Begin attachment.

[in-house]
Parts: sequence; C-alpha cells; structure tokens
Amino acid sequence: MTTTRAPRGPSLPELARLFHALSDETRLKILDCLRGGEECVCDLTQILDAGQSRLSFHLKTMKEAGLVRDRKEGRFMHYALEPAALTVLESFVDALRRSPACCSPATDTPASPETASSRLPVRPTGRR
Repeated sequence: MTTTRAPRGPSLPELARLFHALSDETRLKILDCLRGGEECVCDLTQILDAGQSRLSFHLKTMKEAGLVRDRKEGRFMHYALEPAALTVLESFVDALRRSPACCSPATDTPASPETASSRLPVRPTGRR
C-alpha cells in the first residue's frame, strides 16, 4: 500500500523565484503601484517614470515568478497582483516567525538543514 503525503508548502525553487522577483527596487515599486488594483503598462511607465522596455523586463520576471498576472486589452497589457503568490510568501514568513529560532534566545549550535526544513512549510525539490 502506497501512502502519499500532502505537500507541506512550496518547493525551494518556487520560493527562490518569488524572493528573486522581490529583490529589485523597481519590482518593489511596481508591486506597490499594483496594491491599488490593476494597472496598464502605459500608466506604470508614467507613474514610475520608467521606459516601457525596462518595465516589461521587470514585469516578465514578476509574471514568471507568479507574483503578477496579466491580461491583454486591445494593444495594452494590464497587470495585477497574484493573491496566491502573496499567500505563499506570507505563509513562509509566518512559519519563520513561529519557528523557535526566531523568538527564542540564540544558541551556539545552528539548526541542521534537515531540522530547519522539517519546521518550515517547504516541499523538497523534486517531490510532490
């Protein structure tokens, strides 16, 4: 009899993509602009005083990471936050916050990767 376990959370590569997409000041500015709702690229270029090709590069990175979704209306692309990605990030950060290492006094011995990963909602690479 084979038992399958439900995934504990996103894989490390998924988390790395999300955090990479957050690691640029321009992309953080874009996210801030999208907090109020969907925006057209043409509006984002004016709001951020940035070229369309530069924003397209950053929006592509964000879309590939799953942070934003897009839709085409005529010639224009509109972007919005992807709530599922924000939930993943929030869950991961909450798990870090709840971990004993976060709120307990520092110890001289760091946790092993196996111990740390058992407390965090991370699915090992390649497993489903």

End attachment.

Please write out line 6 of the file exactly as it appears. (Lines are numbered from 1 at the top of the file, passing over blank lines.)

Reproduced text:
């Protein structure tokens, strides 16, 4: 009899993509602009005083990471936050916050990767 376990959370590569997409000041500015709702690229270029090709590069990175979704209306692309990605990030950060290492006094011995990963909602690479 084979038992399958439900995934504990996103894989490390998924988390790395999300955090990479957050690691640029321009992309953080874009996210801030999208907090109020969907925006057209043409509006984002004016709001951020940035070229369309530069924003397209950053929006592509964000879309590939799953942070934003897009839709085409005529010639224009509109972007919005992807709530599922924000939930993943929030869950991961909450798990870090709840971990004993976060709120307990520092110890001289760091946790092993196996111990740390058992407390965090991370699915090992390649497993489903």